A celebratory holiday based upon a rather dark — yet triumphant by the end — story, Purim (literally meaning "lots") is centered around a young Jewish woman named Esther. As Esther rose through ranks to become the queen of Persia, she kept her religious identity secret to her husband, King Ahasuerus. With the help of her cousin and father figure Mordecai, Esther foils the plot of Persian Empire official, Haman, who'd planned to exterminate all Jewish people, by revealing her true identity to the king. Haman was removed from power, the Jewish people were kept safe, and everyone celebrated. There's a lot more to it, of course, but even with all this biblical gossip I can sense you're itching to comment, "just give us the recipes, already!" So I'll be quick: In short, Purim is a party.
Purim is observed by dressing up as characters in retellings of the story; giving money to those less fortunate; sharing gift bags, or mishloach manot, with friends; and partaking in the festive meal known as seudah, which involves loads of food and even more wine. (In fact, according to the Talmud, it's said to drink until one can no longer distinguish between the phrases "arur Haman," or cursed is Haman; and "baruch Mordecha," or "blessed is Mordecai" — but there's no requirement to actually get sloshed.)
When it comes to the food, some folks load up on the legumes — the story goes that Esther ate vegetarian to ensure she kept kosher; while others prefer to eat turkey in a reference to how far the kingdom spread at the time. Just about everyone partakes in hamantaschen (literally, "Haman's ears") the three-pointed cookies filled with jammy spreads, most traditionally poppy seed-based. (Depending on who's translating, this is a dark reference to devouring the story's villain).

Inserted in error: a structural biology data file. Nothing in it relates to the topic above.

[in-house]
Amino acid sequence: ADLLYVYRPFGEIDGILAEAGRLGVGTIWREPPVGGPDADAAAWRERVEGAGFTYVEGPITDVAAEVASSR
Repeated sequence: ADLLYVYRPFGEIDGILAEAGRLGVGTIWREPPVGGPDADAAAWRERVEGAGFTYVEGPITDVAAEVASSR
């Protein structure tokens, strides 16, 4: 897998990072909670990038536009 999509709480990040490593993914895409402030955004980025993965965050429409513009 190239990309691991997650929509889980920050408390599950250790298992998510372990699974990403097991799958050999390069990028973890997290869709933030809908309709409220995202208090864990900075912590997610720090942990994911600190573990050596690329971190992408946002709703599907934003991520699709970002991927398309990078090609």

Anyway, with all that said, pass the wine and let's get to the food.
This Persian rice and fava bean recipe is rich and filling enough to be your main dish — and it's a stunning one at that. If you can't find fresh or frozen favas, swap in whichever bean you prefer (lima beans are a great option).
You haven't experienced chickpeas' true potential until you've braised them in olive oil. Trust me.
This fragrant lentil stew is so perfect for dunking challah, you'll probably want to make a double batch for leftovers tomorrow.
A pot of beans and greens is one of those low-effort meals that just feels like a party. Bonus: this is a budget-friendly meal (less than $10!) that serves a crowd.
Purim is possibly the only holiday besides Thanksgiving where you'll get the opportunity to roast a turkey. So why not go for it? (Of course, if you can't find turkeys this time of year, just follow this recipe with a big chicken.)
Embrace the wine part of this holiday with a roast chicken that calls for a cup of white (and then divide the rest of the bottle between your guests). L'chaim!
If you have meat-lovers at the table, you can't lose with a sweet, smoky brisket. This one nods to Texas barbecue but will capture the heart of every brisket fan.
Bread and pastries
Some Purim-specific challahs will feature nuts or dried fruit, but you can always keep it classic with this recipe from Jessica Fechtor.
Riff on classic lemon poppy seed bread with this stunner from Resident Carolina Gelen.
Traditional poppy seed hamantaschen get cozy with melted chocolate in this cookie recipe.
This hamantaschen features dried figs, walnuts, orange liqueur, and citrus marmalade for a rich, zingy experience.
Make your own pineapple jam — or swap in your favorite fruit — for this recipe. The result? Cookies that look like gemstones. What could be better?
This chocolate hamantaschen might be even more exciting with a blot of raspberry jam in the center of each pocket. Just a thought.